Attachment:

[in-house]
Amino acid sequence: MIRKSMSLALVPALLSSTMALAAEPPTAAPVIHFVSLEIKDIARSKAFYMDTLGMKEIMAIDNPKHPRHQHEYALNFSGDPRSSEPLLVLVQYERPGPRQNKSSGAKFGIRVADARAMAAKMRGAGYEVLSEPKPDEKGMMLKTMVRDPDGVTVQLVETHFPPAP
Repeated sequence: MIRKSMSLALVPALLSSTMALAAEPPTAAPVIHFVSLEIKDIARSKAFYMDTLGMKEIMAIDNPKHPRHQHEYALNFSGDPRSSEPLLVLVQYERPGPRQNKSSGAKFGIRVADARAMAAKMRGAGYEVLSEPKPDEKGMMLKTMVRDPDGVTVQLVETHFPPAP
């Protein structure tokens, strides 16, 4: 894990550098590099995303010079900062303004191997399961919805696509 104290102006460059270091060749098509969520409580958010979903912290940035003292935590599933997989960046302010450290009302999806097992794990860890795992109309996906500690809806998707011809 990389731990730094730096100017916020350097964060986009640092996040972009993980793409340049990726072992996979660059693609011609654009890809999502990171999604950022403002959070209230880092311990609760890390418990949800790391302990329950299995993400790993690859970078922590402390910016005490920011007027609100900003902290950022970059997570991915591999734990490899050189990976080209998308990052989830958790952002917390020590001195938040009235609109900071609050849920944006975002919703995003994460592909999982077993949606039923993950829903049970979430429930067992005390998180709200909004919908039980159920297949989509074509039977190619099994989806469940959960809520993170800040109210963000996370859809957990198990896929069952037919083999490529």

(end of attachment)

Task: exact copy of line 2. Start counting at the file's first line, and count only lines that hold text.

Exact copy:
Amino acid sequence: MIRKSMSLALVPALLSSTMALAAEPPTAAPVIHFVSLEIKDIARSKAFYMDTLGMKEIMAIDNPKHPRHQHEYALNFSGDPRSSEPLLVLVQYERPGPRQNKSSGAKFGIRVADARAMAAKMRGAGYEVLSEPKPDEKGMMLKTMVRDPDGVTVQLVETHFPPAP